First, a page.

Cat Parasites that Can Infect Humans

Parasites that can infect humans

Cats can carry and transmit certain parasites and diseases. Luckily some parasites that infect cats have no interest in humans, but unfortunately there are those eager to infect people as well.

While some parasites are just annoying, others can be dangerous or even deadly. If you’re a cat owner, we’re sure you want to keep your cat and your family safe from parasite infestation. After all, it’s the right, responsible and kind thing to do.

KNOWLEDGE IS POWER

You should know about cat parasites that can infect people, whether you’re a cat owner or not, because almost nobody is completely safe from exposure at some stage.

Zoonotic diseases are diseases that spread between animals and humans. Vector-borne diseases are infections transmitted by the bite of parasites such as mosquitoes and ticks.

CAT PARASITES AND DISEASES THAT INFECT HUMANS

  1. Hookworms

    People can get feline hookworms from exposing their skin to ground that’s contaminated with the faeces of infected animals. They don’t infect humans internally but the larvae can burrow into human skin. It can cause mild to extreme discomfort but it can be treated.

  2. Roundworms

    People can get roundworm from cats through contact with an infected cat’s faeces. Toxocariasis is a parasitic disease cats and people (mostly children) can get from ingesting toxocara roundworm eggs. The disease has two forms in people:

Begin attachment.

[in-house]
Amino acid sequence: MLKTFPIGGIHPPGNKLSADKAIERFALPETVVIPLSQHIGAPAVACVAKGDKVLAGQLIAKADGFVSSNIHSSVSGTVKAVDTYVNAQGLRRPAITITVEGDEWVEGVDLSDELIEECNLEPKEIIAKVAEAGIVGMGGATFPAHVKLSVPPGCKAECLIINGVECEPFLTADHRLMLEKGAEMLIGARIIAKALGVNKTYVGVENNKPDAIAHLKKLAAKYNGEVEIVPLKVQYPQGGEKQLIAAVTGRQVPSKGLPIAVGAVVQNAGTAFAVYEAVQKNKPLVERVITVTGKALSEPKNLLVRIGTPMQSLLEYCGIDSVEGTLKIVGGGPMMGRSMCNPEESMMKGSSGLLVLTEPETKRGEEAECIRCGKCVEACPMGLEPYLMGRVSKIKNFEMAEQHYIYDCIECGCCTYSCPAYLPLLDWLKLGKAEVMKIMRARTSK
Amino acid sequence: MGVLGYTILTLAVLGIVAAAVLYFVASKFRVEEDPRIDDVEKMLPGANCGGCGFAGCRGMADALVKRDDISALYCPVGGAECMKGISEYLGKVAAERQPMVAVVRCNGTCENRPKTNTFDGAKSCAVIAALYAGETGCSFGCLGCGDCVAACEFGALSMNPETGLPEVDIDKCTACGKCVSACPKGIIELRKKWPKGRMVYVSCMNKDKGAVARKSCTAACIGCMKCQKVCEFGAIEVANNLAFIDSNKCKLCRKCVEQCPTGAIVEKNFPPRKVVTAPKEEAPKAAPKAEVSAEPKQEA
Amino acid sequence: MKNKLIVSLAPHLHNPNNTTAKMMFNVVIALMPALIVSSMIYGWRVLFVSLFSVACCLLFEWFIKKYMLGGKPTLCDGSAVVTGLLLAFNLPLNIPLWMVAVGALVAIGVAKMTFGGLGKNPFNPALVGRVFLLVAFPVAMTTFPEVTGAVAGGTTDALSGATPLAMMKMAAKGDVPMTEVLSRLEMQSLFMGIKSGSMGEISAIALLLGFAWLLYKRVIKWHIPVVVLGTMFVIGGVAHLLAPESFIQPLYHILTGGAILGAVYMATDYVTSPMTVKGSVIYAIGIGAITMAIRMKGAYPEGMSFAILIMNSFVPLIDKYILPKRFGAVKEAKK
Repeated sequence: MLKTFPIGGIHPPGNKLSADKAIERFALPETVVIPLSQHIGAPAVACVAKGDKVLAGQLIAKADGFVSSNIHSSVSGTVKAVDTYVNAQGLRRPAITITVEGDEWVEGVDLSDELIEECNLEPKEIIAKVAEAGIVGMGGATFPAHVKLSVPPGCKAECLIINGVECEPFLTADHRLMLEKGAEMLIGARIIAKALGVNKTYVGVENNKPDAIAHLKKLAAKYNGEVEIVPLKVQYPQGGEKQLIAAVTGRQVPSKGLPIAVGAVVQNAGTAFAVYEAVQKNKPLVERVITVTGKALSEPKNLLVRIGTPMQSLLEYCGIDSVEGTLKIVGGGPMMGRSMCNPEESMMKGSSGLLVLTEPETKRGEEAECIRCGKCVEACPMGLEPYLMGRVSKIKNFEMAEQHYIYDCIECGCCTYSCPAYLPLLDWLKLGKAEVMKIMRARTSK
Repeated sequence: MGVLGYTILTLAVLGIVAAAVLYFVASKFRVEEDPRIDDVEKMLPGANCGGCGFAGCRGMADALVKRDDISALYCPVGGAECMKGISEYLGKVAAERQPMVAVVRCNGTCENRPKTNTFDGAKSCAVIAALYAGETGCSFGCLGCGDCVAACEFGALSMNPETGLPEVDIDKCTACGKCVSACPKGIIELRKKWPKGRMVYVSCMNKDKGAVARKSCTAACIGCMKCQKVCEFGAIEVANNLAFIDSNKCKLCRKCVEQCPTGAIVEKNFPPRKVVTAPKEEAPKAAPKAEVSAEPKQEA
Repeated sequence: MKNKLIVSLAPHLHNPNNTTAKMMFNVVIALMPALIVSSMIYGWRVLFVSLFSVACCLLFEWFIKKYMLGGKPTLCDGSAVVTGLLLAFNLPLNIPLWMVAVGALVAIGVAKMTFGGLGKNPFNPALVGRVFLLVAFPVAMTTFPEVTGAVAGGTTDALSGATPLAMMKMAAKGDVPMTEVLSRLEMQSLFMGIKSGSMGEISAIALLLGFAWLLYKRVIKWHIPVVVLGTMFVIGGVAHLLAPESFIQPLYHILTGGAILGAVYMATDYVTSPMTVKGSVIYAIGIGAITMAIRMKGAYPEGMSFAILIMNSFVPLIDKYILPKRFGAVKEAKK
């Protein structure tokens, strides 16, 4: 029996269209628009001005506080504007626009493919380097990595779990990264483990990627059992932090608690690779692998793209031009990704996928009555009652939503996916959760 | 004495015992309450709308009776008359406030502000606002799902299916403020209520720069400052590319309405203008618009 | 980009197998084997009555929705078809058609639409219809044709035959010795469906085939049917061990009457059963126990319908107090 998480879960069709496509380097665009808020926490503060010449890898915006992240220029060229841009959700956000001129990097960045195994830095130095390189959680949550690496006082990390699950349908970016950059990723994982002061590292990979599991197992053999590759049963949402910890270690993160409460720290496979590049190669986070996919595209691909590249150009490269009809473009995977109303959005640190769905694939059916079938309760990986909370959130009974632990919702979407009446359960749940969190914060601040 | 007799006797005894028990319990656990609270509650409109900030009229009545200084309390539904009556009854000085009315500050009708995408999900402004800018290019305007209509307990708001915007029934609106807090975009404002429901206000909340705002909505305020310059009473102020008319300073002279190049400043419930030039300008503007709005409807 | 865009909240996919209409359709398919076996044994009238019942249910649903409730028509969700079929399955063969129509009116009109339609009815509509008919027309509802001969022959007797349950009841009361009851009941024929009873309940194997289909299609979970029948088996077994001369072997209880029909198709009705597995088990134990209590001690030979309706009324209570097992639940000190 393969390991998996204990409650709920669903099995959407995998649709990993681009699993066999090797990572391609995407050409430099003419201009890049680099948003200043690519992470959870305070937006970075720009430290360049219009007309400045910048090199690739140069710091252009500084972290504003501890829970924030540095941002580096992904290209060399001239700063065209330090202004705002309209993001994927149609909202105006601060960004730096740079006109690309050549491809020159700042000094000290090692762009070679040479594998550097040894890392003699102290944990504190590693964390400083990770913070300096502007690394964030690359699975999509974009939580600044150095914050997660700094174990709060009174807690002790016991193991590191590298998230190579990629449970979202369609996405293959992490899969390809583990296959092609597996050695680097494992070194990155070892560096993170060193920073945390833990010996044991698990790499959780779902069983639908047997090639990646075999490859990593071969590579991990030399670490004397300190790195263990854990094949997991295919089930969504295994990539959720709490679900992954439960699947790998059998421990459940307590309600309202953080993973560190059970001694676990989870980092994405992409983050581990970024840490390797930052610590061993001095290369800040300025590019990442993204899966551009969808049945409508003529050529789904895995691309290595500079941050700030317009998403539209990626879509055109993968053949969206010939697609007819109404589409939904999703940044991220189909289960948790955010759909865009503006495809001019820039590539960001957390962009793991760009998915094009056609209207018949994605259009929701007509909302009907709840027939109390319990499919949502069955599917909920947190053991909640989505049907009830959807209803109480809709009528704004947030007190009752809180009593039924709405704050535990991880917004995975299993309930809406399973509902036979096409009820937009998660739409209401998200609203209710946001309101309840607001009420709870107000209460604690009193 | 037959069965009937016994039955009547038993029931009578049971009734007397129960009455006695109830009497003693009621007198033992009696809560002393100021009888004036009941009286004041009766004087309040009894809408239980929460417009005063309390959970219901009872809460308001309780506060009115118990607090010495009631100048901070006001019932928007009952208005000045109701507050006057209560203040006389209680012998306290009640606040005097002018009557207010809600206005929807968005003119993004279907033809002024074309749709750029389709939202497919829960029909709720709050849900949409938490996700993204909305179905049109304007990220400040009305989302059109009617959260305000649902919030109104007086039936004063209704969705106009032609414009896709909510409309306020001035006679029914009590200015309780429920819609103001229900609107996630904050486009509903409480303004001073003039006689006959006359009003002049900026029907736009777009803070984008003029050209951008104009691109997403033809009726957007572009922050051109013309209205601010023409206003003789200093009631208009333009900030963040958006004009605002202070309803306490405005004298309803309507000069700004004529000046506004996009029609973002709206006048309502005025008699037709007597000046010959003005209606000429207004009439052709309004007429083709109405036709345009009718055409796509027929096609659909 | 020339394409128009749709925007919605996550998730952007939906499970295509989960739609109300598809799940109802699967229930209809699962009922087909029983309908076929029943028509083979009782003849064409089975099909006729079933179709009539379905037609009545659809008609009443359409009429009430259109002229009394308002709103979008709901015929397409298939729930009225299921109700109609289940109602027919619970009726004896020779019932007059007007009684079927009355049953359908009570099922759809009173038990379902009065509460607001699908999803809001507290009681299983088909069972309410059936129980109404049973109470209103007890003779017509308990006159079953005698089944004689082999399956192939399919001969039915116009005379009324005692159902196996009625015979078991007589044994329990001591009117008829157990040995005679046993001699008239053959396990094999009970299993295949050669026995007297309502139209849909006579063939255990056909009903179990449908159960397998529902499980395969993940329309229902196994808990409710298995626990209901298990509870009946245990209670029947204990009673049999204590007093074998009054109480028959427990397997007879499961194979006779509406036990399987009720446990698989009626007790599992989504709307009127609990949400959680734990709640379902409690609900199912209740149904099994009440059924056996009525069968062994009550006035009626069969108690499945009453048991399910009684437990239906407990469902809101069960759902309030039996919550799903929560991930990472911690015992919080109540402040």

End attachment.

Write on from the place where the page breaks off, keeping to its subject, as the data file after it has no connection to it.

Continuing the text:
• Visceral larva migrans: Larvae enters the lung, liver or central nervous system.

    • Ocular larva migrans: Larvae enters eye tissue, causing inflammation and scarring (possibly blindness)

  3. Tapeworms

    When humans touch an infected cat, or ingest food or water contaminated with tapeworm eggs, they can get echinococcosis. Tapeworms make their way into organs (typically the lungs and liver) where they grow over time and usually go undetected for years until cysts start pressing on the infected organs. Medication can get rid of tapeworm, but sometimes surgery is necessary to remove cysts.

  4. Ticks

    Humans won’t get diseases from cats caused by tick bites, but ticks can swop their cat host for a human one. Infected ticks can transmit disease, for example tick bite fever (a bacterial infection), by biting their host. To keep your family and cat safe, you need to administer preventative treatment that kills ticks.

  5. Fleas

    Flea bites can cause mild to severe irritation as well as allergic reactions in humans. Fleas can also carry tapeworm eggs. Cats with fleas need to be treated immediately and preventative measures should be taken to avoid future infestation.

  6. Cheyletiella

    Cheyletiella (or walking dandruff) are mites that can live on the skin of cats and other pets. They can cause skin inflammation (cheyletiellosis) in humans. The skin will typically be red and itchy with raised bumps. Fortunately it’s usually mild and doesn’t last long. Contact with an infested animal is all it takes for them to spread. You won’t necessarily know if an adult cat is infected, but kittens can develop dry, flaky skin in some patches.

  7. Cryptosporidium (or Crypto)

    Crypto are tiny parasites that cause a diarrhoeal disease called cryptosporidiosis. They live in the intestine and can spread to humans who come into contact with the faeces of an infected cat. It’s most dangerous for people with weakened immune systems. Symptoms need to be managed because there is no cure, but crypto can be prevented by practising good hygiene.

  8. Toxoplasmosis

    The toxoplasma gondii parasite causes toxoplasmosis disease. When cats kill and/or eat infected prey they can contract the disease and pass it to humans if humans somehow come into contact with infected stool. Medication is necessary to treat toxoplasmosis.

Speak to your veterinarian about the best parasite protection for your pets.

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